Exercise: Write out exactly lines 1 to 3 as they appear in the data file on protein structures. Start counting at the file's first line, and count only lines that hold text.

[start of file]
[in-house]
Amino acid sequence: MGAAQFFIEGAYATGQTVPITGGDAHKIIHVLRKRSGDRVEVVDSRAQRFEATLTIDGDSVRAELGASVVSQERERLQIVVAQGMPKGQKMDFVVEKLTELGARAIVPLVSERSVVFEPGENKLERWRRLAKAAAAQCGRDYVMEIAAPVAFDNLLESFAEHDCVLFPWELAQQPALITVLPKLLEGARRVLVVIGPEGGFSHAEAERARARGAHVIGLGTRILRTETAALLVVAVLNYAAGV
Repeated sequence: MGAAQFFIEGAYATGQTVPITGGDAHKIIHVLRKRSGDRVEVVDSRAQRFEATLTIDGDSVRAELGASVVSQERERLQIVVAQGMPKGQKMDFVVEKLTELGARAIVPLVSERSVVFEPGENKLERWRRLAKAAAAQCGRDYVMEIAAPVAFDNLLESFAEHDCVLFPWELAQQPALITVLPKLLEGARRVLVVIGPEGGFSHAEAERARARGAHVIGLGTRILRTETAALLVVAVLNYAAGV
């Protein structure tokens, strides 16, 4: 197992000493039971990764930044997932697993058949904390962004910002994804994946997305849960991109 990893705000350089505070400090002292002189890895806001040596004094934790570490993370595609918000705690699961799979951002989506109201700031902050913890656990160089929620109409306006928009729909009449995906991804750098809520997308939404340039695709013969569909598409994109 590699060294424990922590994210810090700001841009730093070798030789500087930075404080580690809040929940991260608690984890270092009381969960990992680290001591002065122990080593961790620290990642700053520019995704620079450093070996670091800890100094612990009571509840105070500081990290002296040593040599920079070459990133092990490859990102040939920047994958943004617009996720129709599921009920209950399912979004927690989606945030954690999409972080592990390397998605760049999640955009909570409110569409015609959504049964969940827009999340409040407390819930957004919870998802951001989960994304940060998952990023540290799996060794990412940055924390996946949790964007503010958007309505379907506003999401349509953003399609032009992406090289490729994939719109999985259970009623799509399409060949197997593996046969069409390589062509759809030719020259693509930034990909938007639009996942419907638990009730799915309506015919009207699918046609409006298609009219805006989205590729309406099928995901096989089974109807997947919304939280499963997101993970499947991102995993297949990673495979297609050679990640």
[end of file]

[in-house]
Amino acid sequence: MGAAQFFIEGAYATGQTVPITGGDAHKIIHVLRKRSGDRVEVVDSRAQRFEATLTIDGDSVRAELGASVVSQERERLQIVVAQGMPKGQKMDFVVEKLTELGARAIVPLVSERSVVFEPGENKLERWRRLAKAAAAQCGRDYVMEIAAPVAFDNLLESFAEHDCVLFPWELAQQPALITVLPKLLEGARRVLVVIGPEGGFSHAEAERARARGAHVIGLGTRILRTETAALLVVAVLNYAAGV
Repeated sequence: MGAAQFFIEGAYATGQTVPITGGDAHKIIHVLRKRSGDRVEVVDSRAQRFEATLTIDGDSVRAELGASVVSQERERLQIVVAQGMPKGQKMDFVVEKLTELGARAIVPLVSERSVVFEPGENKLERWRRLAKAAAAQCGRDYVMEIAAPVAFDNLLESFAEHDCVLFPWELAQQPALITVLPKLLEGARRVLVVIGPEGGFSHAEAERARARGAHVIGLGTRILRTETAALLVVAVLNYAAGV